Idyllic Early Childhood Schooling

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From the age of seven till I was 12, going to primary school near my home was one of the activities I fondly looked forward to. Classes may start at 12.30 or 1 in the afternoon, but tens of my friends and I were already at school by 11 a.m.

Not that we were too eager for the first bell or the start of a new lesson or even to be in the classroom. Our really precious moments came flooding in during the one hour or so that we had ahead of class — this was the time to be kids and really be one.

My school was located slightly on the outskirt of the village perimeter, surrounded by bushes and a small jungle, a small rubber plantation, small orchards and a small stream and water canal for paddy-field irrigation. All these were our heavenly playground. Our young minds were always very creative in inventing new games from recycled materials or left-over wood, fallen leaves and tree

branches, bamboo and mud. We ran a lot, flying kites, climbed trees, and often immersed ourselves in swimming, rafting and other activities that gave us buckets of joy. So relaxed was primary schooling that I was never burdened with too much homework. School textbooks were few, all provided free by the government. My school bag was very light as exercise books were few. Nowadays, school children from a tender age of seven have to carry heavy school bags, and homework seems like endless chores day in and day out.

Malaysian children go to primary school for six years, from standard 1 to 6. Those days pre-schooling was almost unheard off in the villages. So ‘kampung kids’ like myself never attended pre-school but we were quick to learn the ABCs, read and write and even did basic mathematics. We were taught various lessons unofficially when we worked in the paddy-fields or rubber plantations with our parents. We sang the ABCs and the 123s sometimes in Chinese dialects when we were with our friends of Chinese origin, in Tamil when were with our Indian friends, in Thai with our Siamese friends and in Jawi Arabic with other Malay friends.

Unofficial learning in the ‘kampung’ or village way, the multi-racial and multi-cultural kids that we were of early Malaysia, grew up able to speak basic Chinese, Indian, Siamese and Arabic. And we were taught by our beloved parents to be not just academically smart but more so nature-smart in that we befriended, knew about and loved nature in our surroundings.

But the scenario since late 1980s has become very much different. School children are burdened with not only academic struggles to achieve straight As in every examinations but also have no time to really become children befitting their tender age.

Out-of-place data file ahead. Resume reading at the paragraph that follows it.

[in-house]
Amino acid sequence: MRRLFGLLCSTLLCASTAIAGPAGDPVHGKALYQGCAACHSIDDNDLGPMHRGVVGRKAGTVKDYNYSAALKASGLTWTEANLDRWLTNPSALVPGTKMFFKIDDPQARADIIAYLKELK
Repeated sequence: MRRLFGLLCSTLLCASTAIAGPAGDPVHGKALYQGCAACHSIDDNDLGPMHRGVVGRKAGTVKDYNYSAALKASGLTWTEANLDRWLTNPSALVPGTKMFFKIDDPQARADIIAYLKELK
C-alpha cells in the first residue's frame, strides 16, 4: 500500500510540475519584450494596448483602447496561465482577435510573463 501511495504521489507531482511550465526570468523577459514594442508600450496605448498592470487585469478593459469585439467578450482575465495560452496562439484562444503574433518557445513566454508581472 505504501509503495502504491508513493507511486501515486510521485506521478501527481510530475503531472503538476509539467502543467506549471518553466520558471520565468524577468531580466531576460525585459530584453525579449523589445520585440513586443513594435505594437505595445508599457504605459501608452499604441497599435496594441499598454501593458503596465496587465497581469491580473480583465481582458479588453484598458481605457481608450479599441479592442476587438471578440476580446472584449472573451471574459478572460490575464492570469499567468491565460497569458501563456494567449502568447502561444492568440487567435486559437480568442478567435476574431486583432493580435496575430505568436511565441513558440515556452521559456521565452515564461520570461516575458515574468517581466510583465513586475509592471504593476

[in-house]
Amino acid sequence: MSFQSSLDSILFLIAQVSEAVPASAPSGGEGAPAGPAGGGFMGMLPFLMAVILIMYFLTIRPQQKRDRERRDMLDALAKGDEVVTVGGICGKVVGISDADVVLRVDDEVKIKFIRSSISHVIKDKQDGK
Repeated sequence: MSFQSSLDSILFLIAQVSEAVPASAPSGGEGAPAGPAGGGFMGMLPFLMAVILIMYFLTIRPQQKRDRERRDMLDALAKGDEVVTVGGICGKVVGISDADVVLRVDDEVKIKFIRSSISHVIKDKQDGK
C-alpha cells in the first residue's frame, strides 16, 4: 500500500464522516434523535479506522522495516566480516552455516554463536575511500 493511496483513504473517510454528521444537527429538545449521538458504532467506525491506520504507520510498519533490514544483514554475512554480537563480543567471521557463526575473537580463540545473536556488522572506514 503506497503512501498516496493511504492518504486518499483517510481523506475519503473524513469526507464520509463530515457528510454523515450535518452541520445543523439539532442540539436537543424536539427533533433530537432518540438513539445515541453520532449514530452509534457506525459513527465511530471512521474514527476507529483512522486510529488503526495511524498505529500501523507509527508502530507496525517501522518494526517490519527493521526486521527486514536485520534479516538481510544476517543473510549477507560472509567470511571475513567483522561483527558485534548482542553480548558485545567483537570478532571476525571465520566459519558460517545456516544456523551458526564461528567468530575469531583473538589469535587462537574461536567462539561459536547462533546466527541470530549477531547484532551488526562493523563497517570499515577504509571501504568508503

After school they have to go for tuition classes, returning home only late in the evening. There are no longer free weekends for them. Every Saturday or Sunday they have to attend special classes, either to have piano or guitar lessons or join karate and tae-kwon-do classes or other forms of martial arts for self-defence. When at home, they themselves start playing their hand-held or computer games or work on the PC almost all the time. They are always so engrossed that they hardly find free time to play with their siblings.

Such a pattern continues for another three years into their lower secondary school years and again into their upper secondary school years for another two years. They may do well in their form three examination and later in their form five examination but friends are few there is hardly any time for positive interactions with the society they live in. They could not join in social activities and would feel awkward in the presence of neighbours.

But of late, more and more parents have come to realise that academic excellence is not a guarantee to a happy successful life for |their children. Instead, more are allowing their children to make their own choice on how they want to study or if they feel they need tuition or whether or not the children want to acquire musical skills or excel in martial arts. Or, if they just want to be kids, enjoying their growing up years without much burden and pressure from adults to perform. It’s my wish that my children will make a wise choice for my grandchildren.

 

By Mohamad Nasir Yusoff, Bernama News Agency

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